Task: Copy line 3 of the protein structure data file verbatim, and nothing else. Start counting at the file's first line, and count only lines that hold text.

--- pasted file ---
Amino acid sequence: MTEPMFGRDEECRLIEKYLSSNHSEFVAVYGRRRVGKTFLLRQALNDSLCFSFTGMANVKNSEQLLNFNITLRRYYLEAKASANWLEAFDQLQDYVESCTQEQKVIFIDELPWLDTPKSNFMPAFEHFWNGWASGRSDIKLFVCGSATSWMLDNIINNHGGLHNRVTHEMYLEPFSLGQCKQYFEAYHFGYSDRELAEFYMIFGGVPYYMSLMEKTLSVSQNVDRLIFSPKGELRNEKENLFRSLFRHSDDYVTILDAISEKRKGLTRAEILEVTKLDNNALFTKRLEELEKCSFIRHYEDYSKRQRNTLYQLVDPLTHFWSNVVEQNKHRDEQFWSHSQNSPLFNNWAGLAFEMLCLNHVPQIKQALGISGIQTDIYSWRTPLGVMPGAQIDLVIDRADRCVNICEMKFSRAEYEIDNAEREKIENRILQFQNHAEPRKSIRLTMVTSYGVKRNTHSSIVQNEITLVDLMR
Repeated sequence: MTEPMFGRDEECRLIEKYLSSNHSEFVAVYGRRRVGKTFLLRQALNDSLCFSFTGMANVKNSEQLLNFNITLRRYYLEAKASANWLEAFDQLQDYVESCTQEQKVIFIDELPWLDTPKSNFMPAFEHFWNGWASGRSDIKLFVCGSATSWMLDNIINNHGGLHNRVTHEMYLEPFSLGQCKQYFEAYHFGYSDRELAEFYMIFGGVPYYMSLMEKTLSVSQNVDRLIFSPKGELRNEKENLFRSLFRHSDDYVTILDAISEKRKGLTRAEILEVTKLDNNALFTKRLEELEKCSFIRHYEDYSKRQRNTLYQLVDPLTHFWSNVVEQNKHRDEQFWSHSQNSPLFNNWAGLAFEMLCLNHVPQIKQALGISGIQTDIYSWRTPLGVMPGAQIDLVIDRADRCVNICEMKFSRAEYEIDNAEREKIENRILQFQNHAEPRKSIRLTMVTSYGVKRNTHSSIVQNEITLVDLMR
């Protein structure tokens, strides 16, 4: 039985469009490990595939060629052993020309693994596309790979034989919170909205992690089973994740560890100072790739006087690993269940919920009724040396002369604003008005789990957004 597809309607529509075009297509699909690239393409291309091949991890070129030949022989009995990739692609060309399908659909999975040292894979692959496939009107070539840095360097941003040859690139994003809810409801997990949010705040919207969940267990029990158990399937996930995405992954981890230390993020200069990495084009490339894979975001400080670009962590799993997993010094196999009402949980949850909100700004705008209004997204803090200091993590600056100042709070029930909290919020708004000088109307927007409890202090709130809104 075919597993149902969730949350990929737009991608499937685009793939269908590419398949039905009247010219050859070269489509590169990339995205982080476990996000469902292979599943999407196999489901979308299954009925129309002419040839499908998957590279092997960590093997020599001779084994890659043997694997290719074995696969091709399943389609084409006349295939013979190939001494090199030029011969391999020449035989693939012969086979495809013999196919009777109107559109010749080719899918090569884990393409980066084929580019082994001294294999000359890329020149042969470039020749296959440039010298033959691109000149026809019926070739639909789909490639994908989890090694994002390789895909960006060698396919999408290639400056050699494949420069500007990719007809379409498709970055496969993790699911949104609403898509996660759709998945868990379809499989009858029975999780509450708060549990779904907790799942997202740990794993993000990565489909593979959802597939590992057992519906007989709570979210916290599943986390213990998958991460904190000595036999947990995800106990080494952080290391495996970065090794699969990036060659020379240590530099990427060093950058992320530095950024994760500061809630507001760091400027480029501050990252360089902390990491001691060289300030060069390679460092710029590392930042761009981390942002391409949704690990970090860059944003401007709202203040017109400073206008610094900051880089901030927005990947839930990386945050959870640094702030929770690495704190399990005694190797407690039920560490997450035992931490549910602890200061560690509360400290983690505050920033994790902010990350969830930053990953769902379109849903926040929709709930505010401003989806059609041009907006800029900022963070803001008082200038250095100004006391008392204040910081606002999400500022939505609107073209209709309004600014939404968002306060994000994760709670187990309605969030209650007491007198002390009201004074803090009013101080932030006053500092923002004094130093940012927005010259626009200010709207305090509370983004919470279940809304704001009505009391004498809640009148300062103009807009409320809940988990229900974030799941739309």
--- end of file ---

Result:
């Protein structure tokens, strides 16, 4: 039985469009490990595939060629052993020309693994596309790979034989919170909205992690089973994740560890100072790739006087690993269940919920009724040396002369604003008005789990957004 597809309607529509075009297509699909690239393409291309091949991890070129030949022989009995990739692609060309399908659909999975040292894979692959496939009107070539840095360097941003040859690139994003809810409801997990949010705040919207969940267990029990158990399937996930995405992954981890230390993020200069990495084009490339894979975001400080670009962590799993997993010094196999009402949980949850909100700004705008209004997204803090200091993590600056100042709070029930909290919020708004000088109307927007409890202090709130809104 075919597993149902969730949350990929737009991608499937685009793939269908590419398949039905009247010219050859070269489509590169990339995205982080476990996000469902292979599943999407196999489901979308299954009925129309002419040839499908998957590279092997960590093997020599001779084994890659043997694997290719074995696969091709399943389609084409006349295939013979190939001494090199030029011969391999020449035989693939012969086979495809013999196919009777109107559109010749080719899918090569884990393409980066084929580019082994001294294999000359890329020149042969470039020749296959440039010298033959691109000149026809019926070739639909789909490639994908989890090694994002390789895909960006060698396919999408290639400056050699494949420069500007990719007809379409498709970055496969993790699911949104609403898509996660759709998945868990379809499989009858029975999780509450708060549990779904907790799942997202740990794993993000990565489909593979959802597939590992057992519906007989709570979210916290599943986390213990998958991460904190000595036999947990995800106990080494952080290391495996970065090794699969990036060659020379240590530099990427060093950058992320530095950024994760500061809630507001760091400027480029501050990252360089902390990491001691060289300030060069390679460092710029590392930042761009981390942002391409949704690990970090860059944003401007709202203040017109400073206008610094900051880089901030927005990947839930990386945050959870640094702030929770690495704190399990005694190797407690039920560490997450035992931490549910602890200061560690509360400290983690505050920033994790902010990350969830930053990953769902379109849903926040929709709930505010401003989806059609041009907006800029900022963070803001008082200038250095100004006391008392204040910081606002999400500022939505609107073209209709309004600014939404968002306060994000994760709670187990309605969030209650007491007198002390009201004074803090009013101080932030006053500092923002004094130093940012927005010259626009200010709207305090509370983004919470279940809304704001009505009391004498809640009148300062103009807009409320809940988990229900974030799941739309």